Former Detroit Lion defensive lineman Alex Karras passed away at the age of 77 on Wednesday. Karras passed away at his home in Los Angeles with his family present, according to his attorney, Craig Mitnick. Karras played defensive tackle for the Lions from 1958-1970, making a name for himself as one of the most ferocious defensive players of his time.
When his football career came to an end, Karras entered the acting world, appearing in the comedy “Blazing Saddles.” One of the best known scenes from that movie involves Karras, as Mongo, knocking out a horse with a punch. During the decade of the 1980s, Karras played the father in the sitcom “Webster.” He also enjoyed time in the broadcast booth for “Monday Night Football.”
“Perhaps no player in Lions history attained as much success and notoriety for what he did after his playing days as did Alex,” Lions president Tom Lewand said.
Karras played college football at Iowa and was inducted into the College Football Hall of Fame. In 1958, the Lions drafted Karras with the 10th overall pick in the draft. During his 12 seasons with Detroit, Karras was an All-Pro defensive tackle three times (1960, 1961 and 1965). Karras was named to the Pro Bowl four times in his career. The Pro Football Hall of Fame recognized Karras on their All-Decade Team for the 1960s as a defensive tackle. He called it a career in 1970 when he was 35.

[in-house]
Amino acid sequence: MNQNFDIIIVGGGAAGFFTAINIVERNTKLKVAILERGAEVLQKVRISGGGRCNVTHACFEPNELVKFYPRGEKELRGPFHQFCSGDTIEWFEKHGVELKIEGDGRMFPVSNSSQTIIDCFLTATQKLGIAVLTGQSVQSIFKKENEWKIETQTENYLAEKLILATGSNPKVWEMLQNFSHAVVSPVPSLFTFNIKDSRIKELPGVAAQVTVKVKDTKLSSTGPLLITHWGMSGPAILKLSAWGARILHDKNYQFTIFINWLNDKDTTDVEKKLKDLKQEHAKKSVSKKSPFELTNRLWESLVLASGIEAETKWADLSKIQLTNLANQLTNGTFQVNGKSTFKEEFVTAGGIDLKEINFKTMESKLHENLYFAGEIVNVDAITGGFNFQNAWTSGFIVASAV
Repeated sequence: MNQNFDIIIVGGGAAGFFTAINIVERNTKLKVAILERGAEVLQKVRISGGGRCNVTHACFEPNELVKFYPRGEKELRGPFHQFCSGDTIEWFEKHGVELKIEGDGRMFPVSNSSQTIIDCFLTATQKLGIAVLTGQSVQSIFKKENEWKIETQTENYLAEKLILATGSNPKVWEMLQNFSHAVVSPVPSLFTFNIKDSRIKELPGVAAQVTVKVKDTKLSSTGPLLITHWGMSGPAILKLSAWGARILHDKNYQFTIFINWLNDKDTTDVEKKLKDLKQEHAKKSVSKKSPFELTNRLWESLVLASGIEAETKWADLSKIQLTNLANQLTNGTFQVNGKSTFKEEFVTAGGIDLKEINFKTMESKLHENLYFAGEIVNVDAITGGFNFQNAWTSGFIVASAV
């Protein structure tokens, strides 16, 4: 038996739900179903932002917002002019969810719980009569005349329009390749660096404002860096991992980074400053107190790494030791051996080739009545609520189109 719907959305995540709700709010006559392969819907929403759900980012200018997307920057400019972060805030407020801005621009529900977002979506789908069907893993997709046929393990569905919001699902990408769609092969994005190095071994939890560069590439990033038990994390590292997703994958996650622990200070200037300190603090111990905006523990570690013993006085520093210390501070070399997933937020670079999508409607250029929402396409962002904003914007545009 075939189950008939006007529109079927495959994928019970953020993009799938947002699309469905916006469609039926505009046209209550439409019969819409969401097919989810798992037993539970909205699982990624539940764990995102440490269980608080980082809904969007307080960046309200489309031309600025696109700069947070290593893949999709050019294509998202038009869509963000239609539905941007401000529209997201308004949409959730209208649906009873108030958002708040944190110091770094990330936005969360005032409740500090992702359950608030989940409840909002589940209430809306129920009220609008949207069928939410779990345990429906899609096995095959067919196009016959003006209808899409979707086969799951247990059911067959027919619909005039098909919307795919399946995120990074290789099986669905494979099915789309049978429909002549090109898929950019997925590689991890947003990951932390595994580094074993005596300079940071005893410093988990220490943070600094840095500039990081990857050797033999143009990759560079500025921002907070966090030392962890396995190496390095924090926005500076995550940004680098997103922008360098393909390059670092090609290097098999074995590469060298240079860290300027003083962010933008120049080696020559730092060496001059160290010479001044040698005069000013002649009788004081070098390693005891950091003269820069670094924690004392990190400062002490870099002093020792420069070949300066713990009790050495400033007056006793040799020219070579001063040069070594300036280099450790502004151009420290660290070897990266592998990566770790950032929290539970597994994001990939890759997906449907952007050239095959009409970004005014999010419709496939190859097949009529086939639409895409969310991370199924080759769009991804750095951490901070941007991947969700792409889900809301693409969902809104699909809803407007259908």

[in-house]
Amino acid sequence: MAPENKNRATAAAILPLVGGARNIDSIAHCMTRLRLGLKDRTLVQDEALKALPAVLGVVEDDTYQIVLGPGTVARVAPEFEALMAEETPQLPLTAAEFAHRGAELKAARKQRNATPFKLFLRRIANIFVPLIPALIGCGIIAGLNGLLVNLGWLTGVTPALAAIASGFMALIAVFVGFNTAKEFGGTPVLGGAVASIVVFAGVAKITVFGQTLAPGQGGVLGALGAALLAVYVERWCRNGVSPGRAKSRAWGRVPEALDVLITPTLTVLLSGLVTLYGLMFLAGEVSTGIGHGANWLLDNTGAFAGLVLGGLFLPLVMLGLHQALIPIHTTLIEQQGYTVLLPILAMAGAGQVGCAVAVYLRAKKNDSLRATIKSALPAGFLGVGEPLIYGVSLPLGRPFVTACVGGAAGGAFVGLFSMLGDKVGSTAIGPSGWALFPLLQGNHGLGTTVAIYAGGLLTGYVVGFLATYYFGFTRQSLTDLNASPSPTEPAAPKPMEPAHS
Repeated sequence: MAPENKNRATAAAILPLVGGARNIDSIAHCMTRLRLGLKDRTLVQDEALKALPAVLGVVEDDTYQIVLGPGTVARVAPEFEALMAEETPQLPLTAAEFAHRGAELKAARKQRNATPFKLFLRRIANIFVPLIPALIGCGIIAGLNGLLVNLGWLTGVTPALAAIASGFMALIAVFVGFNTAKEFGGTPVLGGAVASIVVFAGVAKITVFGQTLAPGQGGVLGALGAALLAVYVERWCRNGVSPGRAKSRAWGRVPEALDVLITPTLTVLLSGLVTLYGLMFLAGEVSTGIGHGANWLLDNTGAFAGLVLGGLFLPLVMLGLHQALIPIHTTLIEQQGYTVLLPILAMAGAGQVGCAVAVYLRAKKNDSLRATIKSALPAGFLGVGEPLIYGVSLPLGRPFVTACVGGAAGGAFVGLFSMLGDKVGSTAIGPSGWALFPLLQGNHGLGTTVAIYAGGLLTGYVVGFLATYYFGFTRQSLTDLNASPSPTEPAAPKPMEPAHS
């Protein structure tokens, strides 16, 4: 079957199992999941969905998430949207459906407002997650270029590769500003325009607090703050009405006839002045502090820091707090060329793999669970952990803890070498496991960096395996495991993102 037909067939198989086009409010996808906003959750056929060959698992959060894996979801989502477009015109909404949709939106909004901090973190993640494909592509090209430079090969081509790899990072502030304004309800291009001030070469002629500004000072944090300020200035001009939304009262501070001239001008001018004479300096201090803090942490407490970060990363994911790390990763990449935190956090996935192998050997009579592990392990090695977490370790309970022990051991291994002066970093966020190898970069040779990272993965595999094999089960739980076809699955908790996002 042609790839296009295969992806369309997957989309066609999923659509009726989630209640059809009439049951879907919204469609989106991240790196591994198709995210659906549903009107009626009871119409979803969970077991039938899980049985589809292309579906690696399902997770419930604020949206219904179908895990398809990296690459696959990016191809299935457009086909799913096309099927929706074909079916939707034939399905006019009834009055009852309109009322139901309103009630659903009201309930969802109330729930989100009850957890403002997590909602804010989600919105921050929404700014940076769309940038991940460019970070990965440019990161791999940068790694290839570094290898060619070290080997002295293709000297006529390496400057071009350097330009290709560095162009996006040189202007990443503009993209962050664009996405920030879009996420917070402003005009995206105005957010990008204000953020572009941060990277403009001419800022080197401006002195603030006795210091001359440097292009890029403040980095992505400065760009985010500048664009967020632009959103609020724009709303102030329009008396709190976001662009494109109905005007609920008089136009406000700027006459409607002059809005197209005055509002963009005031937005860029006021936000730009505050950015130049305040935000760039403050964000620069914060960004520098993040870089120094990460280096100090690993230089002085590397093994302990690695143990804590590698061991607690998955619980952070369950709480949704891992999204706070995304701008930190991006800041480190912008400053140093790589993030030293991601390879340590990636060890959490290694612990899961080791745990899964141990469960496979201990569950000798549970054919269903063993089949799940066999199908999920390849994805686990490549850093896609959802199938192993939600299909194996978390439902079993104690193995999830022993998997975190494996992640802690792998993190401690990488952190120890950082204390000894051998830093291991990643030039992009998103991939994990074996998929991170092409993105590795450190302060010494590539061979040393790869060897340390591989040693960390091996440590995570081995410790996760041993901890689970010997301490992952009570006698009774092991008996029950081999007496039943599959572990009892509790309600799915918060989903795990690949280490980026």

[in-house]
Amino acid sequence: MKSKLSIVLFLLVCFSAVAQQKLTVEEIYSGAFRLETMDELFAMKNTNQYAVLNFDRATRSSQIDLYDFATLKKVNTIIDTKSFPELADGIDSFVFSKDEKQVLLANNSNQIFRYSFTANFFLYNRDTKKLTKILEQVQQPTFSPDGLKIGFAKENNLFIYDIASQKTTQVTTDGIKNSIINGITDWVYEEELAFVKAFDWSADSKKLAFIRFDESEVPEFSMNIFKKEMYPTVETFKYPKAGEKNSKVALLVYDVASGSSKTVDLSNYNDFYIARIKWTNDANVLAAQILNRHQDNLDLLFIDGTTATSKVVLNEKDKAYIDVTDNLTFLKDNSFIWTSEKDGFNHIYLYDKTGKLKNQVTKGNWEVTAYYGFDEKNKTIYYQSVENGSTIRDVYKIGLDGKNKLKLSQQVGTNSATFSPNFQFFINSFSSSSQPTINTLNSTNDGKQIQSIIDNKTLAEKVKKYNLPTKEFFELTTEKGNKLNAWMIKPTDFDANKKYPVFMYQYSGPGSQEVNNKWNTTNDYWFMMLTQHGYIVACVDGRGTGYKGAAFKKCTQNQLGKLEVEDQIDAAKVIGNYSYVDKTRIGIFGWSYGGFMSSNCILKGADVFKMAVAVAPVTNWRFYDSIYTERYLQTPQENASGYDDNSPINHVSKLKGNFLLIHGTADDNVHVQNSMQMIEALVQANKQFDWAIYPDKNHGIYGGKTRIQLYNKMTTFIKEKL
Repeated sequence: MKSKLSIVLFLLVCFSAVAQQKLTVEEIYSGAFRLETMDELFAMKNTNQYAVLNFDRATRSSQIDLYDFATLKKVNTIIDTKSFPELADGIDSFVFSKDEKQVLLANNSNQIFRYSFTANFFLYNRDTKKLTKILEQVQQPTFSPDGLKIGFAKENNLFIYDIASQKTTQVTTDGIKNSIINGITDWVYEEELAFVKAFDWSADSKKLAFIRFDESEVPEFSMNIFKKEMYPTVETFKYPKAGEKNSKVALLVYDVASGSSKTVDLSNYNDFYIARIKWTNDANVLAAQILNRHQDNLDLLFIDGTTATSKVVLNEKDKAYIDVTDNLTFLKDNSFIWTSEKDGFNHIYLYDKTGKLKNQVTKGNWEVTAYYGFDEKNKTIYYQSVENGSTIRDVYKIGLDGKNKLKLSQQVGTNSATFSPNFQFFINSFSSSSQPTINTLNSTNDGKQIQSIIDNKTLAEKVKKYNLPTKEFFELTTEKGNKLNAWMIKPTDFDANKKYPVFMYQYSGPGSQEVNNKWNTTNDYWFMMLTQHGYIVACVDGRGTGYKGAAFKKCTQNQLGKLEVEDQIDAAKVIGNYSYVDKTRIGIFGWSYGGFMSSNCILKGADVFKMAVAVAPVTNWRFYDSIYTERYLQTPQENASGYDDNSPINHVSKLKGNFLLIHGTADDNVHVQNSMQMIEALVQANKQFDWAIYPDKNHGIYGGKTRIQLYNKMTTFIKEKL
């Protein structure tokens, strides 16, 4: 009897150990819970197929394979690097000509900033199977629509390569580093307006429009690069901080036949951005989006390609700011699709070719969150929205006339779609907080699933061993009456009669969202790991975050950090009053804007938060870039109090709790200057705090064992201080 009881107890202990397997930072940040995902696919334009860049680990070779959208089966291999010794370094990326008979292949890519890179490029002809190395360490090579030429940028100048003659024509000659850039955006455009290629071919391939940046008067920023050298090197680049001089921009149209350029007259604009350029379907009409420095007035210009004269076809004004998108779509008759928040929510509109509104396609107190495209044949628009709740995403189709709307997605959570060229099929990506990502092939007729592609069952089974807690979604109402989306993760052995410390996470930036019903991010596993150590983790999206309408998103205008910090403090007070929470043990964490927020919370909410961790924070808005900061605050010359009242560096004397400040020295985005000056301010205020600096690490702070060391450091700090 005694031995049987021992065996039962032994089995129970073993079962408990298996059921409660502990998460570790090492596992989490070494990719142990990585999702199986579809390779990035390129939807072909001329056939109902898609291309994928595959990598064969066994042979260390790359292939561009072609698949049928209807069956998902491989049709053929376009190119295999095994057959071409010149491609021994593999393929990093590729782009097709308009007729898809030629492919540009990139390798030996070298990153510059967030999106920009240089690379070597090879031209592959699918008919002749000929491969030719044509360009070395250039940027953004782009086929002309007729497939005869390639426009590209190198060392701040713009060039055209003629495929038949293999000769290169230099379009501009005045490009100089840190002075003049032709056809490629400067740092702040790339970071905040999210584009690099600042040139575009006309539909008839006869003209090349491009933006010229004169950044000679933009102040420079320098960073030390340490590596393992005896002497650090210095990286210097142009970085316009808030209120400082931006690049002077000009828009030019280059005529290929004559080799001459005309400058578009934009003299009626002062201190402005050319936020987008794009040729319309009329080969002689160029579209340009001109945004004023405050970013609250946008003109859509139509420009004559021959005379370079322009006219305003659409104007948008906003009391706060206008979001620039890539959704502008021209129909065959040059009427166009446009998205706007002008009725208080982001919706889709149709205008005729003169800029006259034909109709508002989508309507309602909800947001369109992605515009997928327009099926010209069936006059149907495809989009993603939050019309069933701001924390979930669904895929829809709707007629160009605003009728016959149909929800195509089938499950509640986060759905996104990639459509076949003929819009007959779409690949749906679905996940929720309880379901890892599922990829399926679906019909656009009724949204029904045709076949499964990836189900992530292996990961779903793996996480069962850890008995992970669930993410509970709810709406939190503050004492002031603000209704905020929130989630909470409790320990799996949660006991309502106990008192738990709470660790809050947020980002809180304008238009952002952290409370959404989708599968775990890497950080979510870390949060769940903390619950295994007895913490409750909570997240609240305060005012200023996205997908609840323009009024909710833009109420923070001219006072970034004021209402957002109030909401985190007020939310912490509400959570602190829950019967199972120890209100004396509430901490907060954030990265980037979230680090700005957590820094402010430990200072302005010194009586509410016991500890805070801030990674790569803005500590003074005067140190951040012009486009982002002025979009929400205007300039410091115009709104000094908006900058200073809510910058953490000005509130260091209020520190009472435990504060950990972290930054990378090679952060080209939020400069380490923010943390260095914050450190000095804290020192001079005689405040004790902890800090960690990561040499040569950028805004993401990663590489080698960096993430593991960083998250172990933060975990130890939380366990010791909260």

“Alex Karras was an outstanding player during a time when the NFL emerged as America’s favorite sport,” the NFL said in a statement. “He will always be remembered as one of the most colorful characters in NFL history.”
Following his NFL career, Karras gained most of his fame from acting. He played George Papadapolis, the adopted dad of Emmanuel Lewis on the 1980’s sitcom “Webster.”
“I had a very heavy heart this morning and I did not know why. I understand now,” Lewis said. “Rest in peace, my friend.”
This past April, Karras was the lead plaintiff in a lawsuit filed against the NFL in U.S. District Court in Philadelphia. He is just one of over 3,500 former football players who accuse the NFL of not protecting its players from head injuries.
“This physical beating that he took as a football player has impacted his life, and therefore it has impacted his family life,” wife Susan Clark said in an interview with the AP this year. “He is interested in making the game of football safer and hoping that other families of retired players will have a healthier and happier retirement.”
Karras wrote three books, “Even Big Guys Cry,” “Alex Karras” and “Tuesday Night Football.”